“Though according to my estimate, the soldiers of Chu exceed our own in number, that shall advantage them nothing in the matter of victory. I say then that victory can be achieved. Though the enemy be stronger in numbers, we may prevent him from fighting.”
In other words: take the initiative; attack first; attack fast; attack where the enemy is weak and prevent him from concentrating his forces. This is exactly what happened at Boju. Despite He-Lu’s protestations, Fugai listened to Sun Tzu’s advice and charged the Chu army, defeating them in a series of five further engagements, which culminated with the capture of the enemy capital, Ying.
Fugai’s success in the Wu-Chu wars was due to his own courage and his belief in the precepts of Sun Tzu.
First, he collected intelligence brought by spies, through which he learned that the opposing general, Nang Wa, was despised by his troops and that they had no will to fight.
Second, he refused to adhere to the standard rules of war as understood at that time. He did not let the enemy retreat to safety, he attacked them while they were crossing the Qing-fa river, prevented their formation of lines, and even later attacked them at their dinner!
You may have noticed something in this account of the Battle of Boju: that the main action was led by Fugai, with Sun Tzu being almost a shadow, in the background. You see, it interesting to note that we do have precise historical records of other Generals at King He-Lu’s court, but nothing so precise about Master Sun Wu himself. It may have been, in fact that Master Sun was exactly that, a mere phantom, an embodiment of a set of values rather than a real person.
Or, if we want to stay more grounded, Master Sun may be a composite character, the result of different historical figures merged into one by inaccurate historical records or oral tradition.
Two characters could plausibly be at the origin of the legend of Sun Tzu: Wu Zixu and Sun Bing.
Wu Zixu was born some time at the end of the VIth Century and was a son of a nobleman called Wu She, from the state of Chu. When Wu She was executed for an alleged crime, Wu Zixu fled Chu and after wandering through the Warring States he finally he came to Wu.
Here, he became acquainted with one Prince Guang, to whom he suggested usurping the throne. Guang killed the rightful King Liao and became our now good old friend, King He-lu. Wu Zixu became He-lu’s chief advisor. Advisor to the King, like Sun Tzu? Check!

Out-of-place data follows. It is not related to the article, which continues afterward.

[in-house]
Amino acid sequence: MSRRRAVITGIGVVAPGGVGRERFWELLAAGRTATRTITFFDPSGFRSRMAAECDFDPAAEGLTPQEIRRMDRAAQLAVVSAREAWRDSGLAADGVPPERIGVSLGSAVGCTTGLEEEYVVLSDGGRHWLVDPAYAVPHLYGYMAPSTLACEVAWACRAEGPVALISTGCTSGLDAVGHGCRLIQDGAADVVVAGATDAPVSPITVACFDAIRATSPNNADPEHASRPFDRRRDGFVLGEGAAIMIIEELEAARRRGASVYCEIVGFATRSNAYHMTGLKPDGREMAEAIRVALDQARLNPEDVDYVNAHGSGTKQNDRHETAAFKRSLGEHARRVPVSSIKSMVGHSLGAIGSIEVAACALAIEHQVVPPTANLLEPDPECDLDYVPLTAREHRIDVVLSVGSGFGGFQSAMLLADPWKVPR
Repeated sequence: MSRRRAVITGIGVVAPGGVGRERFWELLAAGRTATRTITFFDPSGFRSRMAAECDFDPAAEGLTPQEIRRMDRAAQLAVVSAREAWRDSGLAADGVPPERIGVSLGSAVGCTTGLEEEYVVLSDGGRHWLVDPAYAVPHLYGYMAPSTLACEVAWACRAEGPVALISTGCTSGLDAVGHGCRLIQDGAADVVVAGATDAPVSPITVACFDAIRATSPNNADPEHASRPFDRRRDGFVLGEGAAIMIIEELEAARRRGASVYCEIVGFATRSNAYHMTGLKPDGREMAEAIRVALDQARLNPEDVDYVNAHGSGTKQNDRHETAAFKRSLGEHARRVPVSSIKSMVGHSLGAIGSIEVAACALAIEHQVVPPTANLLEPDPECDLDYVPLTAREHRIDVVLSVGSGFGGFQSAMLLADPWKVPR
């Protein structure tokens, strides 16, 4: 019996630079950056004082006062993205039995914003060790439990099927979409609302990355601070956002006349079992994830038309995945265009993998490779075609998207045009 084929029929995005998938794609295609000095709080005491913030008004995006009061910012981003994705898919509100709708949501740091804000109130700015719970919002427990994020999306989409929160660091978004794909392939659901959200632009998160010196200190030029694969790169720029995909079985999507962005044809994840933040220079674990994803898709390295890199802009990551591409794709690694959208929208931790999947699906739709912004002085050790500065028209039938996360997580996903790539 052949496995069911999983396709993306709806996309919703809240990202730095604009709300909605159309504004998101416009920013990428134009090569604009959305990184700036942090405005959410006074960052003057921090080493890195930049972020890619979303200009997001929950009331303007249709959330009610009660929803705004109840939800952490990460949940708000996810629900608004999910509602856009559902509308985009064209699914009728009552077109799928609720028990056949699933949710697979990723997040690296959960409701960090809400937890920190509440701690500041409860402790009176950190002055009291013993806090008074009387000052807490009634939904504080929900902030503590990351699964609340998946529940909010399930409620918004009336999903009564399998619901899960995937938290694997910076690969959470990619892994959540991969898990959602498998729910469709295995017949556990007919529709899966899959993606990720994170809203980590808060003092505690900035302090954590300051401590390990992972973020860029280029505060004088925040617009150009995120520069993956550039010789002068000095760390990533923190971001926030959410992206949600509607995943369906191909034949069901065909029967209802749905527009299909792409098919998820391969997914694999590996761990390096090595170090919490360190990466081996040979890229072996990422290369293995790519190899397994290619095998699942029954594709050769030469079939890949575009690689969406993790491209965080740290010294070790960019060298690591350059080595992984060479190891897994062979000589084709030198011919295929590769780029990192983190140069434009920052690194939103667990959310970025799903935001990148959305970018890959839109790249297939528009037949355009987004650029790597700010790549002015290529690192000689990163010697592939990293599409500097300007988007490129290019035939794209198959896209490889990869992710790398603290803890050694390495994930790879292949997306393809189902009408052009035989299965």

Wu Zixu then took advantage of his position of power to take revenge for the unjust death of his father, led a campaign against the state of Chu and conquered the rival state in 506. Conquering the capital city of Chu, like Sun Tzu with Fugai? Second Check!
For his military success he was rewarded with the territory of Shen. But with He-Lu’s death, his fortunes started to decline. Wu Zixu did not see eye-to-eye with the new King Fucha, who after defeating the state of Yue and Qi, wanted to go for the full hegemony of the whole of China. Wu Zixu advised against that, as he was aware of the limited power of the kingdom of Wu. Eventually, King Fucha favoured another general, Bo-Pi, over him. Slandered by the new favourite, Wu Zixu accepted a sword presented by the king, with which he killed himself in the year 484BC
Sun Bin, also known as Sun Ping, was rumoured in life to be a descendant to the legendary Sun Tzu. He lived between the years 380 and 316BC in the state of Wei. He studied military leadership under two great generals of the period, Pang Juan and Master Guiguzi. But the old teacher, Pang Juan, became envious of his pupils and he slandered his reputation. This was quite common at the time, it seems, and always with dire consequences: the King of Wei punished Sun Bin by cutting off his kneecaps. The word ‘Bin’ in fact was not part of his name at birth, it rather indicates this type of punishment and was a nickname given to him later in his life.
Somehow, Sun Bin managed to escape to the northern state of Qi, where he was hired as a general and led successful campaigns against Wei. His preferred tactics are a close match with some of those found in the Art of War, such as encircling the enemy forces and attacking the weaker enemy formations, which require more support from other units.
After his successes with Qi, he retired to the state of Chu, where he probably died. What makes him a candidate to be the “real life” Sun Tzu, or at least one of the characters that inspired his legend, is that Sun Bin authored his own Art of War! This book, titled “The Art of Warfare by Sun Bin” was discovered by archaeologists in 1972 and it reads like an expansion to the original book attributed to Sun Tzu.